Our list of the FOUR things you need to design and print your own self adhesive labels.
The Four Things You Need
Obviously, if you want to design and print your own sticky labels you will need…
- Some suitable sticky labels – to print on!
- Some suitable software – to design your labels!
- A suitable label template – to indicate where you need to position your designs so they print onto your labels!
- A suitable printer – to print your labels!
You may have noticed that we’ve used the word “suitable” quite a lot. You need to use the right labels, software, template, and printer to successfully design and print your own sticky labels. But what makes labels, software, templates, and printers “suitable”? Read on to find out!
Most people have access to a standard desktop printer. You therefore need to source sticky labels on A4 sheets. You also need to choose printer labels that are suitable for your particular type of printer – laser or inkjet.
At Label Planet, we list printer compatibility on our range pages, product pages, information pages, and product packaging.
Laser labels are designed for LASER printers. Laser printers use heat and pressure to bond a dry powder called “toner” onto surfaces. This means laser labels need to have a smooth, even surface to ensure a successful bond. Paper laser labels also contain more moisture; this helps to prevent the paper being damaged by the heat produced within a laser printer. In fact, most laser labels also have great heat resistance for this very reason.
Inkjet labels are designed for INKJET printers. Inkjet printers disperse inks onto surfaces, where they are slightly absorbed into the surface before drying in place. To ensure that the inks dry efficiently, and in the correct position, inkjet labels will therefore have a slightly absorbent surface.
Please note: some self adhesive labels are made with materials that suit BOTH printing process.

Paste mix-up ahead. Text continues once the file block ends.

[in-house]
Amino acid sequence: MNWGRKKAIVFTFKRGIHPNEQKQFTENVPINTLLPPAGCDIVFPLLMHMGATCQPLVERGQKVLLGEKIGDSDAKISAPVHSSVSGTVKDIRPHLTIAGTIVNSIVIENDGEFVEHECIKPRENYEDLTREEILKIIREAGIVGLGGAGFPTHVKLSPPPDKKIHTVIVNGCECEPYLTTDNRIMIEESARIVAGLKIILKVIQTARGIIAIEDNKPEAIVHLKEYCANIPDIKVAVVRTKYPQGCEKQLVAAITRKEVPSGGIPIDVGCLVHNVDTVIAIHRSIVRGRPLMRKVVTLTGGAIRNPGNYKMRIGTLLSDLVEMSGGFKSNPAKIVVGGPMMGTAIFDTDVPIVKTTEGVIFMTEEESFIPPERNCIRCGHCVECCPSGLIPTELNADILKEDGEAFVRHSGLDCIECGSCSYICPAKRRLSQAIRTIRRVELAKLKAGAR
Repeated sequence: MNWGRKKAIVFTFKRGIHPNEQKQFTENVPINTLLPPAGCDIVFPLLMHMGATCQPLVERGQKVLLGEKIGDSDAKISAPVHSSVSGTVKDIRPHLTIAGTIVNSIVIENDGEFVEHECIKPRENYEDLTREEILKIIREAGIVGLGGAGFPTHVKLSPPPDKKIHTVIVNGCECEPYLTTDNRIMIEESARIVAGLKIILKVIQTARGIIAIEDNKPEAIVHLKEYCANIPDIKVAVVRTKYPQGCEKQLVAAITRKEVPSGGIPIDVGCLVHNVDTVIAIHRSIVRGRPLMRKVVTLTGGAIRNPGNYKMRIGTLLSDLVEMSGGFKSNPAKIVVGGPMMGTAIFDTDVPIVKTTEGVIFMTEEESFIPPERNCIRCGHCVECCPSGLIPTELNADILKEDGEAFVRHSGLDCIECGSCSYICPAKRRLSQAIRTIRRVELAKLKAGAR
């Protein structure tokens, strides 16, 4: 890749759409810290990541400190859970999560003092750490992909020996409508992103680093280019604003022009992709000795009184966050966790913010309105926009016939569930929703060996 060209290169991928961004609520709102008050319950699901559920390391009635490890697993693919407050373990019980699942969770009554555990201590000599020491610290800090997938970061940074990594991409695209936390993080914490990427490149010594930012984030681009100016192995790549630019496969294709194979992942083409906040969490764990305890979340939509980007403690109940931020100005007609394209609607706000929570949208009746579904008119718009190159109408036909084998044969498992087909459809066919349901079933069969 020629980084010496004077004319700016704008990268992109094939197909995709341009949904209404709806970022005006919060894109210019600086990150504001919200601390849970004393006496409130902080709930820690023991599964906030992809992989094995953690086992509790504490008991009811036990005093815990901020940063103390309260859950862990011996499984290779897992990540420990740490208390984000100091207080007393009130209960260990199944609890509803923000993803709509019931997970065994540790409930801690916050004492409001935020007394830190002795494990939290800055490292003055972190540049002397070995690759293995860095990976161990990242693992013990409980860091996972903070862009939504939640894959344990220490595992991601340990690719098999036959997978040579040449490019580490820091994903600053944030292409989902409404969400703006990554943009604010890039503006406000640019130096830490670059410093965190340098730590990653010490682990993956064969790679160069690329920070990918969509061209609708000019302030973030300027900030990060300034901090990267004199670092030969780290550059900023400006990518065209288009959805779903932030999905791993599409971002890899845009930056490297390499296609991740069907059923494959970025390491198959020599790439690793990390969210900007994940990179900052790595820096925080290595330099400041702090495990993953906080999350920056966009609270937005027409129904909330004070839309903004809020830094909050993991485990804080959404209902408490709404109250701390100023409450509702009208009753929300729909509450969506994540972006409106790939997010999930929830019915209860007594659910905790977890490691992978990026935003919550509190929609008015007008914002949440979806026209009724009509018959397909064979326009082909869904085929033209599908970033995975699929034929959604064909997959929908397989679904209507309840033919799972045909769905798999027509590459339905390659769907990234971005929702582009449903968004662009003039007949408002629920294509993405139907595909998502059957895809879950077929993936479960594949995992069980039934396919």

Next, you need to source suitable software – software that is suitable for DESIGN-based tasks, such as designing sticky labels. Many applications and software can be used for this purpose. All you really need are design tools and layout tools (so you can position each design in line with a blank label).
The most suitable software is label design software. Unfortunately, this tends to be pretty specialised (and expensive) software that you are unlikely to already have on your computer / device.
General design software can be a useful option. A lot of design software includes design tools for specific kinds of documents and media – including self adhesive labels. It also provides plenty of design tools and layout tools that offer great control and accuracy for positioning your designs. However, design software can be more expensive (free options are available) and tends to be more complicated to use. If you’ve never used a design package before, it may prove to be too time consuming to learn how to go about adding your designs.
In our experience, most people use Microsoft Word (or similar word processors). Word processors are designed to insert, edit, and arrange text. However, they may also include a limited set of design tools and, as in Microsoft Word, LABEL design tools. While Word certainly doesn’t offer complex design tools nor the greatest level of precision and control, it can create relatively high quality label designs AND most people have enough experience with Word to print a set of labels quickly and easily enough.